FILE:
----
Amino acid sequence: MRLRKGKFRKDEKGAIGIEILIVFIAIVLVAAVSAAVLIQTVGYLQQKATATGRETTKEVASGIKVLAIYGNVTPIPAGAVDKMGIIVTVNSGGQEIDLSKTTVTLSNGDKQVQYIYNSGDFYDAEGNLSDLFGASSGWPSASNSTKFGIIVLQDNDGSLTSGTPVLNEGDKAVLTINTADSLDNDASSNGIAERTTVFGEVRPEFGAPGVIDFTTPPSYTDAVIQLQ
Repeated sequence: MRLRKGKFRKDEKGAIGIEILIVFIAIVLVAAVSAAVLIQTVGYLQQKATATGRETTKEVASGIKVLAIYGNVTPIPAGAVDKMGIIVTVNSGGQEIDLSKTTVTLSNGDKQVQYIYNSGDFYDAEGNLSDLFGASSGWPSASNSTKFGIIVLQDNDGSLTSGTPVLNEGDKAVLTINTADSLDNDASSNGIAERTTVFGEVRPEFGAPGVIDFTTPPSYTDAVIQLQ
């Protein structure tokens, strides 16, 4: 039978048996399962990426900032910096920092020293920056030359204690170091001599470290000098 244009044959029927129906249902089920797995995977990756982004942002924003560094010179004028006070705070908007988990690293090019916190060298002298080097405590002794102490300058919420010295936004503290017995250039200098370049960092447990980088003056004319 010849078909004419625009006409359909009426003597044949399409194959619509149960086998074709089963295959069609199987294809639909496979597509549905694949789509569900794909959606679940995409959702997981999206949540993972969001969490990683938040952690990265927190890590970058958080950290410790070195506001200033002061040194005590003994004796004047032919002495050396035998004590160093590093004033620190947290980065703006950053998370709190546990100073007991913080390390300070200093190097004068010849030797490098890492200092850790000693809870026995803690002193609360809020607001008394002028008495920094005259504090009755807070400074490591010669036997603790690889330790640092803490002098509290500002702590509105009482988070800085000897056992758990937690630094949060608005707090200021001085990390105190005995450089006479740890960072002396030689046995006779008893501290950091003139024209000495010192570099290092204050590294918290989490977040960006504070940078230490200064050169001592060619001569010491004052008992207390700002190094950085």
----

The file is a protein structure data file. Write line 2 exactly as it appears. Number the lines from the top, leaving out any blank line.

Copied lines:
Repeated sequence: MRLRKGKFRKDEKGAIGIEILIVFIAIVLVAAVSAAVLIQTVGYLQQKATATGRETTKEVASGIKVLAIYGNVTPIPAGAVDKMGIIVTVNSGGQEIDLSKTTVTLSNGDKQVQYIYNSGDFYDAEGNLSDLFGASSGWPSASNSTKFGIIVLQDNDGSLTSGTPVLNEGDKAVLTINTADSLDNDASSNGIAERTTVFGEVRPEFGAPGVIDFTTPPSYTDAVIQLQ